Alice Kearney Alwin
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I cannot imagine being eight months pregnant any time but during April. But then again, if I were due during the summer harvest or the autumnal foliage, or pregnant during Advent, like Mary, I would most likely be partial to those seasons and would never consider it could have been otherwise. As it is, my first baby, choosing to be born in June, has grown my belly to full blossom in springtime.

I started a notebook to write about the physical changes of my pregnancy, but ended up writing about the trees. Outside, the natural world has arranged itself into a liturgical procession suitable for a major feast day. The ordo: the crocus acolytes lead in the fosythia choir, followed by the shrubbery deacons, azalea to lilac, attending the fat and jolly magnolia, cloaked in the finest fragrant vestments, spun with white golden thread.

There is such a magnolia on Fifth Avenue in Manhattan. It burst into blossom on Easter Monday. Unfor-tunately, that was a blustery day, and the sweet petals adorning every branch of the tree at 7 a.m. were all blown off and trodden underfoot, browned and composting, 12 hours later. Still, the moment before the winds began, the petals’ release saw a magnificent show. And then, as suddenly as it began, it returned into a regular, unremarkable, leafy tree. Magnolia is an ancient and resilient genus; its glory is fleeting, but memorable.

Spring in the suburbs is luxurious and sprawling. It rolls in at a controlled pace, seen over kitchen sills and through school bus windows. There are greening lawns and morning dew and robins searching for earthworms. But in the city, spring arrives unannounced on one day, a crazed explosion, a detonated bomb. I cannot deal with it; it’s too fast and sudden. Thank-fully, as the baby makes my body grow larger, I am unable to rush past anything anymore. I have to stop my life to catch the spring. My gaze is forced up from the grimy streets to the theater happening in the treetops. I can’t help but try to stay balanced on my two feet, a witness to this renewal of nature.

During the short days of winter, when the growing baby was putting me to bed on the couch around 8 p.m., the tiny buds were setting on the branches of these trees. The promise of the springtime blossoms was there all winter, invisible, an inner hidden mystery waiting and longing to blossom, a visible sign of an invisible reality. In the sacraments, God breaks through.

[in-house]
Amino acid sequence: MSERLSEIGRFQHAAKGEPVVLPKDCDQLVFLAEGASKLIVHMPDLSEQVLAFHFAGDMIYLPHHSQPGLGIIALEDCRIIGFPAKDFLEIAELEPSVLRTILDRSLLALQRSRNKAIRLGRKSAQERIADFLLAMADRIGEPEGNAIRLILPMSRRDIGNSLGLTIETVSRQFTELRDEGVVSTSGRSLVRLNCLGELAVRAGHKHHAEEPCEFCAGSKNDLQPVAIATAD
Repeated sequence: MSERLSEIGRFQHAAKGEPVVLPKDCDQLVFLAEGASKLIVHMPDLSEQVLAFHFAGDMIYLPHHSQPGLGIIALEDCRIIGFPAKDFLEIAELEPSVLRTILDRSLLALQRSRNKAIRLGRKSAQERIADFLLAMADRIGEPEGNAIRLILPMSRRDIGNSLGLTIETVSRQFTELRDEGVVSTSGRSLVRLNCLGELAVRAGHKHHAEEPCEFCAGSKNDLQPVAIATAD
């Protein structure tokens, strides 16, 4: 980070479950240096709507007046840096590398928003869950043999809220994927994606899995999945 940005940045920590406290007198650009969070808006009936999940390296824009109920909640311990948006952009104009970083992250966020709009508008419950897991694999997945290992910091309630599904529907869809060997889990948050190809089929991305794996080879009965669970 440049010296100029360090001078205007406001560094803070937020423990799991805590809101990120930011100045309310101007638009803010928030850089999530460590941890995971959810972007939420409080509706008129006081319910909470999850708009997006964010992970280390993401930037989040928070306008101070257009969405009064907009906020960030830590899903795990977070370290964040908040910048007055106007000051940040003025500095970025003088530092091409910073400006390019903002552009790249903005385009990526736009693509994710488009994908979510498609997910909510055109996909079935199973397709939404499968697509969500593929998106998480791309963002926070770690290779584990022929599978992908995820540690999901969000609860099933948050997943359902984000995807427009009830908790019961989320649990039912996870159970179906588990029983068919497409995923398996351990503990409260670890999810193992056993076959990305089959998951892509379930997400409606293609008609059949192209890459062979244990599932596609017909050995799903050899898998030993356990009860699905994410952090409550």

I was born into a sacramental world, and the sacraments have been the ordering principle within which and into which I live. There is a cycle to the church’s sacred moments. The sacraments of initiation, of healing and of vocation can catch us up when we need to be reminded to slow down and witness the blessings of the moment. There is always something to celebrate; even the long stretches of ordinary time are packed with feast days. My pregnancy has been blessed in light of this sacramental framework, offering me a greater awareness of my location within the liturgical cycle. The cycle of nature is partnered with the cycle of the sacraments, coming around and around year after year with the same mystery and regularity.

The earth, the church, the body are always changing seasons, always showing off in ways that can be appreciated. Pierre Teilhard de Chardin, S.J., said, “Purity does not lie in separation from but in deeper penetration into the universe.” The experience of being pregnant in spring has been pleasing to my senses: fragrant and sunny and irresistibly optimistic. Feeling the rumbles within my womb, sinking slightly into springy sod, I am reminded that my body is doing what it has been gifted to do. I feel the power of creation passing through me. I am filled with a nature-inspired confidence that my body and my faith will take care of me.

This season is always about more than the fertility rites of springtime. It is Eastertide, the season of the Resurrection, of the ultimate surprise, and of the Ascension. This year I have been thinking of the disciples as expectant parents, nesting in the upper room, being showered with gifts at Pentecost, struggling to set up a proper home, a church awaiting its birth. There is a spirituality of pregnancy within the Acts of the Apostles, which for me has been more instructive reading than any childbirth manual.

These are the reflections of a laboring mother, perhaps even the start of an attempt to construct a theology of maternity. As the trees release their blossoms and spring marches onward toward the summer solstice, my due date creeps closer. Soon I will let go of this child I have been carrying through three of nature’s seasons and seven liturgical ones. Next spring, no longer pregnant, I will watch the trees burst forth with blossoms, but with another witness to the Resurrection.

Alice Kearney Alwin is the spiritual life coordinator at the Marymount School of New York in Manhattan.

Comments

C Walter Mattingly | 5/14/2010 - 5:51am

I second the above. You are going to be one good mother. Congratulations, and please keep us informed.

Katie Byrnes | 5/13/2010 - 2:07pm

Alice,


You are amazing! Thank you for your thoughtful reflection and connections with mother earth and mothering. There is a very lucky baby waiting to be born!

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